There’s only one federal filing involved, and it has already been described in the story. So the phrase “its federal filing” is fully specific; the relative clause adds additional information, but is not necessary to specify which filing we mean. So we should put a comma after “filing” and introduce the clause with “which.”
Starbucks reported flat revenue and a 98 percent decline in profit over the fourth quarter of 2007, which were dragged down in part by charges related to its turnaround plan that includes the termination of 1,000 employees.
Ditto. The turnaround plan has already been specified — in fact, the “its” alone serves this purpose. So what follows is a “nonrestrictive” clause adding more information; it should start with “which” and be set off with a comma. If we said “related to a turnaround plan,” then “that” would be appropriate.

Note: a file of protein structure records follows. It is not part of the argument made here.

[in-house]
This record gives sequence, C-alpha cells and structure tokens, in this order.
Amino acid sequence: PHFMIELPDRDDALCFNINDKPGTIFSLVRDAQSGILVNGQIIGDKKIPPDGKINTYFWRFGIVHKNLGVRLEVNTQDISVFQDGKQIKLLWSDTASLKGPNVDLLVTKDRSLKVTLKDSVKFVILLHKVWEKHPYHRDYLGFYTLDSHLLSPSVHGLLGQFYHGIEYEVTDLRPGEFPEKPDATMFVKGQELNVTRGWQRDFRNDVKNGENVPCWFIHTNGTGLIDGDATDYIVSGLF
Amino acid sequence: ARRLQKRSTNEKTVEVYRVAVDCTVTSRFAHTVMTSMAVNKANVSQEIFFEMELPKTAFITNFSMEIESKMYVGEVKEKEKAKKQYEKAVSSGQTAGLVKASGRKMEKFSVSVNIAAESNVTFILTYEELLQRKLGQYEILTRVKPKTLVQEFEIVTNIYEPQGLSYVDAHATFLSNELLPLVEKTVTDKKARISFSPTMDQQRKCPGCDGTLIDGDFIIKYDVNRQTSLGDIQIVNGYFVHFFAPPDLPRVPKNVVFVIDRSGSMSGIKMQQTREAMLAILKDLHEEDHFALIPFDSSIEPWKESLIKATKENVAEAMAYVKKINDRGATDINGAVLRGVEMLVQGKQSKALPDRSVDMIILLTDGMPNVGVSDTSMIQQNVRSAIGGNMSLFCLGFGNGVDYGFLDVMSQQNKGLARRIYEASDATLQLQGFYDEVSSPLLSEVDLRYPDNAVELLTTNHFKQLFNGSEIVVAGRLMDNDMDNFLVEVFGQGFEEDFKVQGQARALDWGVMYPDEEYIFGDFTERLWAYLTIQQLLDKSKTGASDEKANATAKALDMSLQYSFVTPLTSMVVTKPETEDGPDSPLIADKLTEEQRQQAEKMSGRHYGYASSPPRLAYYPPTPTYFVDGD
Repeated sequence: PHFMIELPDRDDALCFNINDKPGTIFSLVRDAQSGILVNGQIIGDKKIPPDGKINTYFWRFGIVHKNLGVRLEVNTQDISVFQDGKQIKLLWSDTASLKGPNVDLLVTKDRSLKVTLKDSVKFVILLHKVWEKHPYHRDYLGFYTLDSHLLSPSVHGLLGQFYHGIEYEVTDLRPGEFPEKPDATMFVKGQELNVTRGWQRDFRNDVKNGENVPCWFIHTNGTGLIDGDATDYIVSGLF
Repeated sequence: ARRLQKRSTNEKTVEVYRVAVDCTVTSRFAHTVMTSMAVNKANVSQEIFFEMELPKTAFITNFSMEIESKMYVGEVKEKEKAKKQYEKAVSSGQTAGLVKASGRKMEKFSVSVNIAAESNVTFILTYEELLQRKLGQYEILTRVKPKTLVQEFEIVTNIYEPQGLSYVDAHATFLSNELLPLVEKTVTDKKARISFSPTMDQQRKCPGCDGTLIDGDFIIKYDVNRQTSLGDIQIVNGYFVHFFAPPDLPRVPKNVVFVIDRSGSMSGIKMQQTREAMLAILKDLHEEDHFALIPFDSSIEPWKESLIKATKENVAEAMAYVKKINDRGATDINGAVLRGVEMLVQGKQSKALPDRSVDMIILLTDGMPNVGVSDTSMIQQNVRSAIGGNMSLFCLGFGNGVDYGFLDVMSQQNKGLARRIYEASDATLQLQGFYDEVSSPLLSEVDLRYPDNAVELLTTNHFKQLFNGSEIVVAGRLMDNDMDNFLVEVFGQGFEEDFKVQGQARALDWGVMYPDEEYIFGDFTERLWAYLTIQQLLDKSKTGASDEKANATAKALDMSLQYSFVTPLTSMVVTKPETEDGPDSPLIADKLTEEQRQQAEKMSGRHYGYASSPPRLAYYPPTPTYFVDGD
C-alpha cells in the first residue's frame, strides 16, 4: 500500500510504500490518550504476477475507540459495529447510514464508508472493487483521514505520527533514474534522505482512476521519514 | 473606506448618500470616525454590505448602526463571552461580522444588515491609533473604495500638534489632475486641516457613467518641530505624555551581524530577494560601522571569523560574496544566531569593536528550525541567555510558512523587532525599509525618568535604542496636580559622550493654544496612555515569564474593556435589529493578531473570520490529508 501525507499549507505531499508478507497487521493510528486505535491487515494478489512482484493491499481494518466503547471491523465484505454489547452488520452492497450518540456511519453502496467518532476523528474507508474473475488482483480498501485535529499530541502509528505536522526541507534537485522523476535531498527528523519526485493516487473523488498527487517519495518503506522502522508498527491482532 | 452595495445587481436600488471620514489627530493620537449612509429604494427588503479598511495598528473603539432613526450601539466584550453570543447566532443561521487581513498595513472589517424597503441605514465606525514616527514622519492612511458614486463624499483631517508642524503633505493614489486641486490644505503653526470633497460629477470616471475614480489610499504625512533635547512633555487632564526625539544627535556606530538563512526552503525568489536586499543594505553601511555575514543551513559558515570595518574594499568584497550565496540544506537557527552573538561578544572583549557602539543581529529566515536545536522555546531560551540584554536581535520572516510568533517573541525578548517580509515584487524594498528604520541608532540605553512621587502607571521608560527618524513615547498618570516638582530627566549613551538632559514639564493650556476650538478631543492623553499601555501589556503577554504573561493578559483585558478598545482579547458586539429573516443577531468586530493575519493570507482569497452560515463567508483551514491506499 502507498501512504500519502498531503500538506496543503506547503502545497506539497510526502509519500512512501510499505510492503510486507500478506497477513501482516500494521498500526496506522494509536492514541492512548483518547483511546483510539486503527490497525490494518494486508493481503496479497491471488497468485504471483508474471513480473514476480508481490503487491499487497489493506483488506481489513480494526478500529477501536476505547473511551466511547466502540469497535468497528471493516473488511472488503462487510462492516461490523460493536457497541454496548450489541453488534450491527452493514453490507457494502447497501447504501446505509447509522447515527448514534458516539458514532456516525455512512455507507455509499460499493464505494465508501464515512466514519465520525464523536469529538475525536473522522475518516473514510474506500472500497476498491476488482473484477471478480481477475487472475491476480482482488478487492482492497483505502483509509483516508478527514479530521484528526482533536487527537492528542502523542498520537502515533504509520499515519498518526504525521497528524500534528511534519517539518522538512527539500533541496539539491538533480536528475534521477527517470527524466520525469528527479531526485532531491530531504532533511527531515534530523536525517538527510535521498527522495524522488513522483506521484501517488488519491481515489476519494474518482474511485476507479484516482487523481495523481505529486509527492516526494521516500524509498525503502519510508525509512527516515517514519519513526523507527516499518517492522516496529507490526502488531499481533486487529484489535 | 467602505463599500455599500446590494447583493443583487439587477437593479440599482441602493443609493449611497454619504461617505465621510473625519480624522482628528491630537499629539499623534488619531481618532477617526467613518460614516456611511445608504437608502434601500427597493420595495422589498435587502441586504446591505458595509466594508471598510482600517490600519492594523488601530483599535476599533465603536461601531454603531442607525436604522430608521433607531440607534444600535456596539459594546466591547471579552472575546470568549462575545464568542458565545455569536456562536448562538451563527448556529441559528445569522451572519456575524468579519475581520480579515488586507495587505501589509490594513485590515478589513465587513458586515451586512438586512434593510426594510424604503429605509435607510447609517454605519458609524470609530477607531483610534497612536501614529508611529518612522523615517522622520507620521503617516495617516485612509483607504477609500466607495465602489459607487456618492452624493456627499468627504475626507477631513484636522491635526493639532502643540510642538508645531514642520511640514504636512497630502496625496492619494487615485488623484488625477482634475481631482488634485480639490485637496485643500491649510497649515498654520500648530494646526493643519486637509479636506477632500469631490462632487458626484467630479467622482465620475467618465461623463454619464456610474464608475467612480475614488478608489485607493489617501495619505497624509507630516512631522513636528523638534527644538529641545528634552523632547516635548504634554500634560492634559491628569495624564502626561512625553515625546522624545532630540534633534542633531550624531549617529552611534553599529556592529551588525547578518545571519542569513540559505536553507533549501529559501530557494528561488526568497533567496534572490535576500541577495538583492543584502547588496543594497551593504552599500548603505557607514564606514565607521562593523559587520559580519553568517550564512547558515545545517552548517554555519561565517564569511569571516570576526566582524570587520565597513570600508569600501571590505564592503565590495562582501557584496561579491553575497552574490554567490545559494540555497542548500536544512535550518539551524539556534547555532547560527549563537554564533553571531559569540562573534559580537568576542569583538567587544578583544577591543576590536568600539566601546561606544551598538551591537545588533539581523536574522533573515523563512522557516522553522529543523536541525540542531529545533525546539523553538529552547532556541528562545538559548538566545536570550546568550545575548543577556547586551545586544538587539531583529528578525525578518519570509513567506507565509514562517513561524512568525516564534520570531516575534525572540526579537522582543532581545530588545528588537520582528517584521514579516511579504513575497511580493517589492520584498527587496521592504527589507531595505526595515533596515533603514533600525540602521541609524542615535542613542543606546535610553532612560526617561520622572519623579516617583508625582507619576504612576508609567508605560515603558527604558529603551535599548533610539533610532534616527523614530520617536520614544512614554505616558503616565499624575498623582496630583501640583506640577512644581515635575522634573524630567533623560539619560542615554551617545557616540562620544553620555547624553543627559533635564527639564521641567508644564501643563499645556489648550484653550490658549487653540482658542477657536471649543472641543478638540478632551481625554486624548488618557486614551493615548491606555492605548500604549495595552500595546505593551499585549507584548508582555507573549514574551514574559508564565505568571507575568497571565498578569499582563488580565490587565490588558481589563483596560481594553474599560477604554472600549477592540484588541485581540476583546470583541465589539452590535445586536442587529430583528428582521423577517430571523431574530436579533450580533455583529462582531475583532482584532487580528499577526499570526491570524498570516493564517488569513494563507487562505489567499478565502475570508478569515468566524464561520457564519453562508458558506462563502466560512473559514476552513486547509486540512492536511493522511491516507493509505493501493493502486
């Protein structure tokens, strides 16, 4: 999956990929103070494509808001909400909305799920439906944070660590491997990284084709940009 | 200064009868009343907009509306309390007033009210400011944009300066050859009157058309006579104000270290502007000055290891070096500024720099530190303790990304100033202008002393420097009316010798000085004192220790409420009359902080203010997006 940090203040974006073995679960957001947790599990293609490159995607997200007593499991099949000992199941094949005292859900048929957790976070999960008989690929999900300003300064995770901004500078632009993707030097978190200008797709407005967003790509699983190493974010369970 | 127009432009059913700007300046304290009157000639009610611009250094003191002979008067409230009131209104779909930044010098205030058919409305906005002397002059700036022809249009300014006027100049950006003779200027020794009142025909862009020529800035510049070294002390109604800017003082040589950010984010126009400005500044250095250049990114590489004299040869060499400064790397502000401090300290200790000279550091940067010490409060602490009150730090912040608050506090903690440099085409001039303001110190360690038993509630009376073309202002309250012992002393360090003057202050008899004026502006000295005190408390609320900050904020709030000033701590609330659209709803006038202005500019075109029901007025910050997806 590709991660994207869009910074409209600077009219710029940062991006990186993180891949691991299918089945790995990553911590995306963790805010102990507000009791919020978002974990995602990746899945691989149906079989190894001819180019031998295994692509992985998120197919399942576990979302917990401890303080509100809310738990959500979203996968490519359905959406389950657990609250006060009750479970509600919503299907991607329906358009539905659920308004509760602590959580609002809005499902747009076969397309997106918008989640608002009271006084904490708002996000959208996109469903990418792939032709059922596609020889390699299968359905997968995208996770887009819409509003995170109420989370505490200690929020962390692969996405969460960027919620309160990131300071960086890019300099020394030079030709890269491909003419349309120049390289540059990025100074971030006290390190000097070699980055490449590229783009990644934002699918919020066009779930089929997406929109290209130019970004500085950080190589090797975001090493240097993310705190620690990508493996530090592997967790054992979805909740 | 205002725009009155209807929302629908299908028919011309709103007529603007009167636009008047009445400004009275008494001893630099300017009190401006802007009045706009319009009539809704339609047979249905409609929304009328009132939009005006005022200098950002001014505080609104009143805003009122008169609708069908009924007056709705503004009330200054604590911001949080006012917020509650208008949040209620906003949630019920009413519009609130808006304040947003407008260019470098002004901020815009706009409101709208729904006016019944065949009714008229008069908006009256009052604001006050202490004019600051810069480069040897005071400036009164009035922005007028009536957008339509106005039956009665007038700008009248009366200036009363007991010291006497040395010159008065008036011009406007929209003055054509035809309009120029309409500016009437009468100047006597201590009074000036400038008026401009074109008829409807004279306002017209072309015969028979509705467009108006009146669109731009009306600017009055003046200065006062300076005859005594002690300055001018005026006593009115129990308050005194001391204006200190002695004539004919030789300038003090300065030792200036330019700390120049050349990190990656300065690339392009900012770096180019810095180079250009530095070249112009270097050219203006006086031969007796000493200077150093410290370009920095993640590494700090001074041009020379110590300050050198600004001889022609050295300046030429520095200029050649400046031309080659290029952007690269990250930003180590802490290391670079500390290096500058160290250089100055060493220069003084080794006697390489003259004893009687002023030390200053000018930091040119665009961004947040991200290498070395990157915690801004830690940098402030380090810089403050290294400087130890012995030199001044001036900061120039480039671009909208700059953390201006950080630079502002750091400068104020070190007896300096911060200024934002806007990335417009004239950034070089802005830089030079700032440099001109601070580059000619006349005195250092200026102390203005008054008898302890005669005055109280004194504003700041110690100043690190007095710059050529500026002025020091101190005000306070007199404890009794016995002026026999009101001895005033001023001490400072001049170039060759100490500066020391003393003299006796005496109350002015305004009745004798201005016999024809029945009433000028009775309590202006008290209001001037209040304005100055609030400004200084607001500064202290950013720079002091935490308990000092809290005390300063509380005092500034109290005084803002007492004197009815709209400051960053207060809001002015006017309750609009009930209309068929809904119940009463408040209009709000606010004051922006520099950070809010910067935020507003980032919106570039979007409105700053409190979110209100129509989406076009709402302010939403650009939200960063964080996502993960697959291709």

The 2008 race for the White House that comes to an end on Tuesday fundamentally upended the way presidential campaigns are fought in this country, a legacy that has almost been lost with all the attention being paid to the battle between Senators John McCain and Barack Obama.
This may be a closer call. But “2008” specifies which race we’re referring to; there’s only one 2008 race for the White House. So in this construction, the next clause is nonrestrictive. It should be introduced by “which” and set off with commas.
Probably, though, we wanted to emphasize the “comes to an end” clause — this ran on Election Day — and make that the defining quality of “race.” In that case, we could have eliminated the previous limiting modifier “2008” and said, “The race for the White House that comes to an end on Tuesday …” (There have been many races for the White House; we’re talking specifically about the one that comes to an end Tuesday.)
The other relative clause—“that has almost been lost …”—is restrictive, and so is correct as it stands.
If you are defining something by distinguishing it from a larger class of which it is a member, use “that”: “I chose the lettuce that had the fewest wilted leaves.” When the general class is not being limited or defined in some way, then “which” is appropriate: “He made an iceberg Caesar salad, which didn’t taste quite right.” Note that “which” is normally preceded by a comma, but “that” is not.